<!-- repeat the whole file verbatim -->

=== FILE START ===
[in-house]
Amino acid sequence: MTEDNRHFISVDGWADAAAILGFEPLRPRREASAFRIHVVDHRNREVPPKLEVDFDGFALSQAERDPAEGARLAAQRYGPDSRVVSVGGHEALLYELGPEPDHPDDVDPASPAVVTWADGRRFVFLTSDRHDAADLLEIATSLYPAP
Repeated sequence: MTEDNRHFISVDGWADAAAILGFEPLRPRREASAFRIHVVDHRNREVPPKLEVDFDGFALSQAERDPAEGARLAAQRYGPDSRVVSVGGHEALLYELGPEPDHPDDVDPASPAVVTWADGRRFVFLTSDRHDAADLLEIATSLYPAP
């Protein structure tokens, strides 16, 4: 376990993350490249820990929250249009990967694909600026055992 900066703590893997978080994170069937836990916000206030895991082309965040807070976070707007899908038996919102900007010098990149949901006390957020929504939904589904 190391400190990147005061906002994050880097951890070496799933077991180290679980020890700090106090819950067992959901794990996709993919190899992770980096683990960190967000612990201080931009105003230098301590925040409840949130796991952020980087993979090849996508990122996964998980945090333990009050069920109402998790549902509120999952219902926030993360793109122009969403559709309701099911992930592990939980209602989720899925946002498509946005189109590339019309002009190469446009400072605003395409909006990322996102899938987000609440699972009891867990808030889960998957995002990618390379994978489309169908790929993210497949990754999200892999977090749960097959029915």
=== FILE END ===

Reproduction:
[in-house]
Amino acid sequence: MTEDNRHFISVDGWADAAAILGFEPLRPRREASAFRIHVVDHRNREVPPKLEVDFDGFALSQAERDPAEGARLAAQRYGPDSRVVSVGGHEALLYELGPEPDHPDDVDPASPAVVTWADGRRFVFLTSDRHDAADLLEIATSLYPAP
Repeated sequence: MTEDNRHFISVDGWADAAAILGFEPLRPRREASAFRIHVVDHRNREVPPKLEVDFDGFALSQAERDPAEGARLAAQRYGPDSRVVSVGGHEALLYELGPEPDHPDDVDPASPAVVTWADGRRFVFLTSDRHDAADLLEIATSLYPAP
């Protein structure tokens, strides 16, 4: 376990993350490249820990929250249009990967694909600026055992 900066703590893997978080994170069937836990916000206030895991082309965040807070976070707007899908038996919102900007010098990149949901006390957020929504939904589904 190391400190990147005061906002994050880097951890070496799933077991180290679980020890700090106090819950067992959901794990996709993919190899992770980096683990960190967000612990201080931009105003230098301590925040409840949130796991952020980087993979090849996508990122996964998980945090333990009050069920109402998790549902509120999952219902926030993360793109122009969403559709309701099911992930592990939980209602989720899925946002498509946005189109590339019309002009190469446009400072605003395409909006990322996102899938987000609440699972009891867990808030889960998957995002990618390379994978489309169908790929993210497949990754999200892999977090749960097959029915």